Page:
Tonight at the Castro Theatre the Silent Film Festival presents Piccadilly at 9:15.
After years of being typecast in Hollywood, Anna May Wong left for Europe in search of better roles. In British director E.A. Dupont’s proto-noir Piccadilly, Wong is mesmerizing. Mark Duguld of the British Film Institute writes, “For all its style and grace, the film’s strongest suit is Chinese-American actress Anna May Wong. Wong appeared in four other British films, and is best known today as support to Marlene Dietrich in Shanghai Express (US, d. Josef von Sternberg, 1932), but she was arguably never better used than here. As Shosho, the scullery maid who becomes a dance sensation and an object of desire for impresario Valentine (Jameson Thomas), she displays the cold ambition and manipulative sexuality of the classic femme fatale, while revealing—just occasionally—the vulnerability of a young girl.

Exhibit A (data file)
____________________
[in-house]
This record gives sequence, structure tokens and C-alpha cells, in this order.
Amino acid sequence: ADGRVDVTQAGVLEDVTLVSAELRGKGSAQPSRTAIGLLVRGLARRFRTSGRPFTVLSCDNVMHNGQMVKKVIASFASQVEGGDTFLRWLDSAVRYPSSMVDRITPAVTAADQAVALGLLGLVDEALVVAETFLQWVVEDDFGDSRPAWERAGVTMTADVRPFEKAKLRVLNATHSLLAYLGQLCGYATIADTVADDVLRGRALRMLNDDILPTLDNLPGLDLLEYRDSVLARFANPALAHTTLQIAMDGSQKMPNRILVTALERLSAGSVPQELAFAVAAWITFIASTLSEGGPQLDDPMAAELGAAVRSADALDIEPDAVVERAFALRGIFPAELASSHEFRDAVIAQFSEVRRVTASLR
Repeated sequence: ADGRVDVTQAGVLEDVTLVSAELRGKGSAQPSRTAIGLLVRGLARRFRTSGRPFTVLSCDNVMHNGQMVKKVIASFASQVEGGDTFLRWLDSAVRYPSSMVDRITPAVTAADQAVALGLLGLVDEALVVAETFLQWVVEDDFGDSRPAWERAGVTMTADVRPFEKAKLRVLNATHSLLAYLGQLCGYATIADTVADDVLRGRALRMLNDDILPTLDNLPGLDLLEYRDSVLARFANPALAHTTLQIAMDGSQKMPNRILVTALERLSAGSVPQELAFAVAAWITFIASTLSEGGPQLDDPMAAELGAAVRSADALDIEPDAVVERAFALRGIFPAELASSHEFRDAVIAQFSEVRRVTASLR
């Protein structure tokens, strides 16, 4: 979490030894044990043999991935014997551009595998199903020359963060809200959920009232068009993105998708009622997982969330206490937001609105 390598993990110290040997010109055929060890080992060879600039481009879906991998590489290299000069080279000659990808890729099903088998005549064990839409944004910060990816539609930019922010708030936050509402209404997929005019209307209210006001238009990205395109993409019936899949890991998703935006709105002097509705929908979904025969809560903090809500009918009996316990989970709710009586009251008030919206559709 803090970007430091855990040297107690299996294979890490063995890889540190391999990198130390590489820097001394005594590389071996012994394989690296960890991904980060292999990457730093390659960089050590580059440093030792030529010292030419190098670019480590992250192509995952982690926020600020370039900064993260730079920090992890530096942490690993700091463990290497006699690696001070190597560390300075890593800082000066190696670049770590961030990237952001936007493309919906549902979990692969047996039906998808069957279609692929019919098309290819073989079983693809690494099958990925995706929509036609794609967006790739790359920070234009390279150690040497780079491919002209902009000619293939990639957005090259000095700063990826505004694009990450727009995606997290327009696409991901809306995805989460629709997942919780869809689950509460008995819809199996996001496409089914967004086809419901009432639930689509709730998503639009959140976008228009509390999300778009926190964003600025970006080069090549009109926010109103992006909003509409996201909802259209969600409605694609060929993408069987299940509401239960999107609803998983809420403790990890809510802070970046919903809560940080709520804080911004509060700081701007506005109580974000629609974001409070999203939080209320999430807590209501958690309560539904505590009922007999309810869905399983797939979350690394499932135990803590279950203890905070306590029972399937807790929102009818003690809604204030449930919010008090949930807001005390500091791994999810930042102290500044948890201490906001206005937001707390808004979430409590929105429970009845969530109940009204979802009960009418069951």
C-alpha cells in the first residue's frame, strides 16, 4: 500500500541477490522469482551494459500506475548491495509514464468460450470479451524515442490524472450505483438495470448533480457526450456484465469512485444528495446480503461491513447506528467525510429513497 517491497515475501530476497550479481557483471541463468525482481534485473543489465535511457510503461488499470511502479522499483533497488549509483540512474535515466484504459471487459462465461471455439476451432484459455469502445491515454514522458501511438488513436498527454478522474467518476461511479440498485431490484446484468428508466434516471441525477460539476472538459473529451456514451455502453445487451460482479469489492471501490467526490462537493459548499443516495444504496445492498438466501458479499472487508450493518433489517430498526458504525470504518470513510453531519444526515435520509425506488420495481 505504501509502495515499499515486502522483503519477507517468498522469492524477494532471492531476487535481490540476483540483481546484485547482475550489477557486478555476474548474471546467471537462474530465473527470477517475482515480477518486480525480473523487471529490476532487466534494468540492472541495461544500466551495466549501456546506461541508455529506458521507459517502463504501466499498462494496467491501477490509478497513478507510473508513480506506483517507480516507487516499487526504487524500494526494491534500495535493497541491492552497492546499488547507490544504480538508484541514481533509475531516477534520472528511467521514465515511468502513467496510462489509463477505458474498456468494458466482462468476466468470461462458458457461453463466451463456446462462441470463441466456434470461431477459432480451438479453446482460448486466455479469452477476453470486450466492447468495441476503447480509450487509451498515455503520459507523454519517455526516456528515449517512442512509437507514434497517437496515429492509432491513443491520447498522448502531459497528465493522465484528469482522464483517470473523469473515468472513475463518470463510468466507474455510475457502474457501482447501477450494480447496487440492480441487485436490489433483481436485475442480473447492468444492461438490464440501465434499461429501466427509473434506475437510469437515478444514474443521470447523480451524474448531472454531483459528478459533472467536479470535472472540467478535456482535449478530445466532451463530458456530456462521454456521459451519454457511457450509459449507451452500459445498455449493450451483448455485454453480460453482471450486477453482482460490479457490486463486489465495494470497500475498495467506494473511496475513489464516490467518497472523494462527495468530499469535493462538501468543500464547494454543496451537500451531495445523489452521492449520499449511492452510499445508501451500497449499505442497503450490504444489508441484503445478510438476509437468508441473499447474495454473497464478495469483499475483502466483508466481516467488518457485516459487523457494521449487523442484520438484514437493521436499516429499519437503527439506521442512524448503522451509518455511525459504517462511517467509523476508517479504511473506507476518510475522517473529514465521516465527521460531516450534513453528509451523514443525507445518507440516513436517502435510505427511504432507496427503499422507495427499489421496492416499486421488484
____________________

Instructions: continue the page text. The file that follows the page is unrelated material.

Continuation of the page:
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Shosho’s exoticism gives her an alarming sexual power over the men who watch her dance—‘I danced once before in Limehouse but there was trouble, men, knives…,’ she tells the transfixed Valentine, in a title which prefigures the narrative’s tragic end. To Wong’s frustration, Shosho and Valentine’s kiss was cut to appease the US censor.”
The cast includes: Gilda Gray (from Rose-Marie), Jameson Thomas (from Chu-Chin-Chow), Cyril Ritchard (from Peter Pan), King Hou Chang (from Son of the Gods), and Charles Laughton (from The Barretts of Wimpole Street).